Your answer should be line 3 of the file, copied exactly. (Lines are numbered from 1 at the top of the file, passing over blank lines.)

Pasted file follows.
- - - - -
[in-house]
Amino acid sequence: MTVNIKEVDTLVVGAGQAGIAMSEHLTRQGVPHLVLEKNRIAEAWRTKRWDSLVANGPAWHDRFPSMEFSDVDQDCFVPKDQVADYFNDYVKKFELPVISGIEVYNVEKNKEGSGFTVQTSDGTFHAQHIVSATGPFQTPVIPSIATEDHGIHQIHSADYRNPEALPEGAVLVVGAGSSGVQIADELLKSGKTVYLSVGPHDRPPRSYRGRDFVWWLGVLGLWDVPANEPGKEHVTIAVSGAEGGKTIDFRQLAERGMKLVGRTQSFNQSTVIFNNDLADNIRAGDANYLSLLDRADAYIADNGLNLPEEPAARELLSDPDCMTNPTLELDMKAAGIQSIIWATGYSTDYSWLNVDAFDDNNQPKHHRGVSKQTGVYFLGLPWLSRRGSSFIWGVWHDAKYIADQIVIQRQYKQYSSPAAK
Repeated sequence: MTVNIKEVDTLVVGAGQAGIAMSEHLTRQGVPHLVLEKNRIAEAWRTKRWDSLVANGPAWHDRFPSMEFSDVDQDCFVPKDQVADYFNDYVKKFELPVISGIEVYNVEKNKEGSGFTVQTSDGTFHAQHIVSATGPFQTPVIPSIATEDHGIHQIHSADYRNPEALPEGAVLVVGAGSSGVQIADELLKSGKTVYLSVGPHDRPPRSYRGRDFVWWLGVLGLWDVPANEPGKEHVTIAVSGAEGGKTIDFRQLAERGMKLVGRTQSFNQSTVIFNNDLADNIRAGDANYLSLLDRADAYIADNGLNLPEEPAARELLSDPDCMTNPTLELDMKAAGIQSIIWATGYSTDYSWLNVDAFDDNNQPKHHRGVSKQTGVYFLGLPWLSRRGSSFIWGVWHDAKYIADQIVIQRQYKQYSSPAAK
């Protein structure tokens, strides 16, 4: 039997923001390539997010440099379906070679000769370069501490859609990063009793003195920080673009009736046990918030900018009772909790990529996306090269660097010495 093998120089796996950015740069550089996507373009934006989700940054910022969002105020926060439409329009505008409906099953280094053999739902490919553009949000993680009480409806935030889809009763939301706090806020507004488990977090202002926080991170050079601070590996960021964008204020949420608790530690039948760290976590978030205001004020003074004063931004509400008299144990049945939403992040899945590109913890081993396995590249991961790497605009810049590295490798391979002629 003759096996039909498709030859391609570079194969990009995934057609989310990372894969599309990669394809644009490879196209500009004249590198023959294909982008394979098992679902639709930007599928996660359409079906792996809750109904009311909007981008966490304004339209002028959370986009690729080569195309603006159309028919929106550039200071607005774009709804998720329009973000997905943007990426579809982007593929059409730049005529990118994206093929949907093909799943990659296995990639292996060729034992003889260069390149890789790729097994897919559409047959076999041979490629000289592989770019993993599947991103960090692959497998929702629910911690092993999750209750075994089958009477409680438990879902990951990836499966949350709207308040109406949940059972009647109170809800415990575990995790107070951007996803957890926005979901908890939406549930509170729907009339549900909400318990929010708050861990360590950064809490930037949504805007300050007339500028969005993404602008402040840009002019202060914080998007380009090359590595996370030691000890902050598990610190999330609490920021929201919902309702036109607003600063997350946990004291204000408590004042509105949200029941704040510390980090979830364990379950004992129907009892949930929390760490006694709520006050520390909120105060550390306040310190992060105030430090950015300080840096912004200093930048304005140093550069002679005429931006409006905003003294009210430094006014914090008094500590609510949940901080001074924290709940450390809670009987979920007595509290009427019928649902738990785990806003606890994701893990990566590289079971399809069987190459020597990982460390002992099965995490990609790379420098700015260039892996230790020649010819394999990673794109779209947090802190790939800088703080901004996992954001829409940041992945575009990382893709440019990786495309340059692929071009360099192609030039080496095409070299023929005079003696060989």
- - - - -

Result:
Repeated sequence: MTVNIKEVDTLVVGAGQAGIAMSEHLTRQGVPHLVLEKNRIAEAWRTKRWDSLVANGPAWHDRFPSMEFSDVDQDCFVPKDQVADYFNDYVKKFELPVISGIEVYNVEKNKEGSGFTVQTSDGTFHAQHIVSATGPFQTPVIPSIATEDHGIHQIHSADYRNPEALPEGAVLVVGAGSSGVQIADELLKSGKTVYLSVGPHDRPPRSYRGRDFVWWLGVLGLWDVPANEPGKEHVTIAVSGAEGGKTIDFRQLAERGMKLVGRTQSFNQSTVIFNNDLADNIRAGDANYLSLLDRADAYIADNGLNLPEEPAARELLSDPDCMTNPTLELDMKAAGIQSIIWATGYSTDYSWLNVDAFDDNNQPKHHRGVSKQTGVYFLGLPWLSRRGSSFIWGVWHDAKYIADQIVIQRQYKQYSSPAAK